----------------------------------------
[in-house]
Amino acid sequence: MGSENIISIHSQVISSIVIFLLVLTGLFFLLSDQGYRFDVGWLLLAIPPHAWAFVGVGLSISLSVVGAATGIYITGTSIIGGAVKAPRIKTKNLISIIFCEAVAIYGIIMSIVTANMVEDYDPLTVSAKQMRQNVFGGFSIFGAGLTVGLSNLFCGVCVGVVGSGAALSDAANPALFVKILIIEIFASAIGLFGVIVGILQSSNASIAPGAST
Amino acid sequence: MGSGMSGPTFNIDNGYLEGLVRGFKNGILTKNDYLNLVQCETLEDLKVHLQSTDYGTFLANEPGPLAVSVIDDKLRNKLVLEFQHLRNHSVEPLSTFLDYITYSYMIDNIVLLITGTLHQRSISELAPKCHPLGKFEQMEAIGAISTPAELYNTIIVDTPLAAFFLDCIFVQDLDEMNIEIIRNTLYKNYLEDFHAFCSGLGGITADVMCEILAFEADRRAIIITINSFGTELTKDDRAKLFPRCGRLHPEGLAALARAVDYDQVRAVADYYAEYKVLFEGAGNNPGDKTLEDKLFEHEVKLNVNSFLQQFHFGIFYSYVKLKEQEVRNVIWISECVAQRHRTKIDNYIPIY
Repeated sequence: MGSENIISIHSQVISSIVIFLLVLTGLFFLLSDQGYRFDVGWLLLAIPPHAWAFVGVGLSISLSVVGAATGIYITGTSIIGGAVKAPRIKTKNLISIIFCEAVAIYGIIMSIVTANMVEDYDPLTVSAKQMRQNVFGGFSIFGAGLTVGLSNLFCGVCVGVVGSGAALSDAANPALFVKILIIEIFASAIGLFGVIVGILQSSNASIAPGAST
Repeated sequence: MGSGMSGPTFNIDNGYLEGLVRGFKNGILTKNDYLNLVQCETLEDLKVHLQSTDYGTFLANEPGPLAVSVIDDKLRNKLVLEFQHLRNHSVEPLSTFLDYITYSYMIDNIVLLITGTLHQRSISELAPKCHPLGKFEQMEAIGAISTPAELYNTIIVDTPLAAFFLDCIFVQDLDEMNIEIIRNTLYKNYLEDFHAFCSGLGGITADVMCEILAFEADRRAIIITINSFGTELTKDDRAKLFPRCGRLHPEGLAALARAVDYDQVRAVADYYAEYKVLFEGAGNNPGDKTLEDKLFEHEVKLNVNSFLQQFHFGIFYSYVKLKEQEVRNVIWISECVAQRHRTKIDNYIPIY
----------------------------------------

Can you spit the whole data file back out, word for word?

[in-house]
Amino acid sequence: MGSENIISIHSQVISSIVIFLLVLTGLFFLLSDQGYRFDVGWLLLAIPPHAWAFVGVGLSISLSVVGAATGIYITGTSIIGGAVKAPRIKTKNLISIIFCEAVAIYGIIMSIVTANMVEDYDPLTVSAKQMRQNVFGGFSIFGAGLTVGLSNLFCGVCVGVVGSGAALSDAANPALFVKILIIEIFASAIGLFGVIVGILQSSNASIAPGAST
Amino acid sequence: MGSGMSGPTFNIDNGYLEGLVRGFKNGILTKNDYLNLVQCETLEDLKVHLQSTDYGTFLANEPGPLAVSVIDDKLRNKLVLEFQHLRNHSVEPLSTFLDYITYSYMIDNIVLLITGTLHQRSISELAPKCHPLGKFEQMEAIGAISTPAELYNTIIVDTPLAAFFLDCIFVQDLDEMNIEIIRNTLYKNYLEDFHAFCSGLGGITADVMCEILAFEADRRAIIITINSFGTELTKDDRAKLFPRCGRLHPEGLAALARAVDYDQVRAVADYYAEYKVLFEGAGNNPGDKTLEDKLFEHEVKLNVNSFLQQFHFGIFYSYVKLKEQEVRNVIWISECVAQRHRTKIDNYIPIY
Repeated sequence: MGSENIISIHSQVISSIVIFLLVLTGLFFLLSDQGYRFDVGWLLLAIPPHAWAFVGVGLSISLSVVGAATGIYITGTSIIGGAVKAPRIKTKNLISIIFCEAVAIYGIIMSIVTANMVEDYDPLTVSAKQMRQNVFGGFSIFGAGLTVGLSNLFCGVCVGVVGSGAALSDAANPALFVKILIIEIFASAIGLFGVIVGILQSSNASIAPGAST
Repeated sequence: MGSGMSGPTFNIDNGYLEGLVRGFKNGILTKNDYLNLVQCETLEDLKVHLQSTDYGTFLANEPGPLAVSVIDDKLRNKLVLEFQHLRNHSVEPLSTFLDYITYSYMIDNIVLLITGTLHQRSISELAPKCHPLGKFEQMEAIGAISTPAELYNTIIVDTPLAAFFLDCIFVQDLDEMNIEIIRNTLYKNYLEDFHAFCSGLGGITADVMCEILAFEADRRAIIITINSFGTELTKDDRAKLFPRCGRLHPEGLAALARAVDYDQVRAVADYYAEYKVLFEGAGNNPGDKTLEDKLFEHEVKLNVNSFLQQFHFGIFYSYVKLKEQEVRNVIWISECVAQRHRTKIDNYIPIY